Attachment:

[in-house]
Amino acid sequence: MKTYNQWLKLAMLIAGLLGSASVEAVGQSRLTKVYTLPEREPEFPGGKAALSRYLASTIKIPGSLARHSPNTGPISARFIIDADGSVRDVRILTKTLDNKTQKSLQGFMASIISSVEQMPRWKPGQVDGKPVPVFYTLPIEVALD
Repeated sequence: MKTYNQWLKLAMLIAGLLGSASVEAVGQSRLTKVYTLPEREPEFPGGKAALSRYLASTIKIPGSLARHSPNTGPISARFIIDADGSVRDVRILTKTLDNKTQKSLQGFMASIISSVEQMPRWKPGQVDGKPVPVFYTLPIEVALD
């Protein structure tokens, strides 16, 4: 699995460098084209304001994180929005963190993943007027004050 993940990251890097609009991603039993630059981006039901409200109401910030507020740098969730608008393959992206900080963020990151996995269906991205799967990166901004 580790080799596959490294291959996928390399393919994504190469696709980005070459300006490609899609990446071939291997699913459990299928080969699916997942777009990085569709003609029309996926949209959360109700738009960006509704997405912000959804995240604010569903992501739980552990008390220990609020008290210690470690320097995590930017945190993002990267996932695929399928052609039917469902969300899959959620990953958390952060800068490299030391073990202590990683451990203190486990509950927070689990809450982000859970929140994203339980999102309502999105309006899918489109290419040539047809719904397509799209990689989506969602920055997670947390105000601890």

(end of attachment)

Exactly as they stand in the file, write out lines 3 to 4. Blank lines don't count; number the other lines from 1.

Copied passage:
Repeated sequence: MKTYNQWLKLAMLIAGLLGSASVEAVGQSRLTKVYTLPEREPEFPGGKAALSRYLASTIKIPGSLARHSPNTGPISARFIIDADGSVRDVRILTKTLDNKTQKSLQGFMASIISSVEQMPRWKPGQVDGKPVPVFYTLPIEVALD
């Protein structure tokens, strides 16, 4: 699995460098084209304001994180929005963190993943007027004050 993940990251890097609009991603039993630059981006039901409200109401910030507020740098969730608008393959992206900080963020990151996995269906991205799967990166901004 580790080799596959490294291959996928390399393919994504190469696709980005070459300006490609899609990446071939291997699913459990299928080969699916997942777009990085569709003609029309996926949209959360109700738009960006509704997405912000959804995240604010569903992501739980552990008390220990609020008290210690470690320097995590930017945190993002990267996932695929399928052609039917469902969300899959959620990953958390952060800068490299030391073990202590990683451990203190486990509950927070689990809450982000859970929140994203339980999102309502999105309006899918489109290419040539047809719904397509799209990689989506969602920055997670947390105000601890």